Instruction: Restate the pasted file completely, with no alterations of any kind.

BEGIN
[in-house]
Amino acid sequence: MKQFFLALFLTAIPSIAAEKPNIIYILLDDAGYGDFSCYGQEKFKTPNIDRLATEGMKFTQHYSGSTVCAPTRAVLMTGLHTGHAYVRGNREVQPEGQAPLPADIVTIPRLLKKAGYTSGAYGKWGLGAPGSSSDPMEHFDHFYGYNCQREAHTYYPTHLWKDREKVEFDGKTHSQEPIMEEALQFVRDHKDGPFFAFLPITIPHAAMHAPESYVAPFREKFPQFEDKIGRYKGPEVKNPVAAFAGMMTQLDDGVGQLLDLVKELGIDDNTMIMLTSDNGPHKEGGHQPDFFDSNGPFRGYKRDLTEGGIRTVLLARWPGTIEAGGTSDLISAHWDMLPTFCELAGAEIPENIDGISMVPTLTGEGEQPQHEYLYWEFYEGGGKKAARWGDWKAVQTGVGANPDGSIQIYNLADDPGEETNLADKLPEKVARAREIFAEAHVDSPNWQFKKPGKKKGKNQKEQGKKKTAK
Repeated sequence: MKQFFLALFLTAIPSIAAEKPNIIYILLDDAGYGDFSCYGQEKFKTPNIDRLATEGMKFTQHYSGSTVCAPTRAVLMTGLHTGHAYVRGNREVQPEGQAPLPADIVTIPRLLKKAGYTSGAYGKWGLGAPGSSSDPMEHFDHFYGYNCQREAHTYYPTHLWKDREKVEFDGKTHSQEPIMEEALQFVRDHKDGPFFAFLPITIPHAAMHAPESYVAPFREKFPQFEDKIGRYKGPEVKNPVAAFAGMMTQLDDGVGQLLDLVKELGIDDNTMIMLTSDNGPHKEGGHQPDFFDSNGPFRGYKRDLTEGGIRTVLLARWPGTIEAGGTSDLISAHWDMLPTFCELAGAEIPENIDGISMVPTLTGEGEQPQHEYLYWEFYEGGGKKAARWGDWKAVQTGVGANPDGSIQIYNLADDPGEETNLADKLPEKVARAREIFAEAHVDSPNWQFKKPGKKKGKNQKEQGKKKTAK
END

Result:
[in-house]
Amino acid sequence: MKQFFLALFLTAIPSIAAEKPNIIYILLDDAGYGDFSCYGQEKFKTPNIDRLATEGMKFTQHYSGSTVCAPTRAVLMTGLHTGHAYVRGNREVQPEGQAPLPADIVTIPRLLKKAGYTSGAYGKWGLGAPGSSSDPMEHFDHFYGYNCQREAHTYYPTHLWKDREKVEFDGKTHSQEPIMEEALQFVRDHKDGPFFAFLPITIPHAAMHAPESYVAPFREKFPQFEDKIGRYKGPEVKNPVAAFAGMMTQLDDGVGQLLDLVKELGIDDNTMIMLTSDNGPHKEGGHQPDFFDSNGPFRGYKRDLTEGGIRTVLLARWPGTIEAGGTSDLISAHWDMLPTFCELAGAEIPENIDGISMVPTLTGEGEQPQHEYLYWEFYEGGGKKAARWGDWKAVQTGVGANPDGSIQIYNLADDPGEETNLADKLPEKVARAREIFAEAHVDSPNWQFKKPGKKKGKNQKEQGKKKTAK
Repeated sequence: MKQFFLALFLTAIPSIAAEKPNIIYILLDDAGYGDFSCYGQEKFKTPNIDRLATEGMKFTQHYSGSTVCAPTRAVLMTGLHTGHAYVRGNREVQPEGQAPLPADIVTIPRLLKKAGYTSGAYGKWGLGAPGSSSDPMEHFDHFYGYNCQREAHTYYPTHLWKDREKVEFDGKTHSQEPIMEEALQFVRDHKDGPFFAFLPITIPHAAMHAPESYVAPFREKFPQFEDKIGRYKGPEVKNPVAAFAGMMTQLDDGVGQLLDLVKELGIDDNTMIMLTSDNGPHKEGGHQPDFFDSNGPFRGYKRDLTEGGIRTVLLARWPGTIEAGGTSDLISAHWDMLPTFCELAGAEIPENIDGISMVPTLTGEGEQPQHEYLYWEFYEGGGKKAARWGDWKAVQTGVGANPDGSIQIYNLADDPGEETNLADKLPEKVARAREIFAEAHVDSPNWQFKKPGKKKGKNQKEQGKKKTAK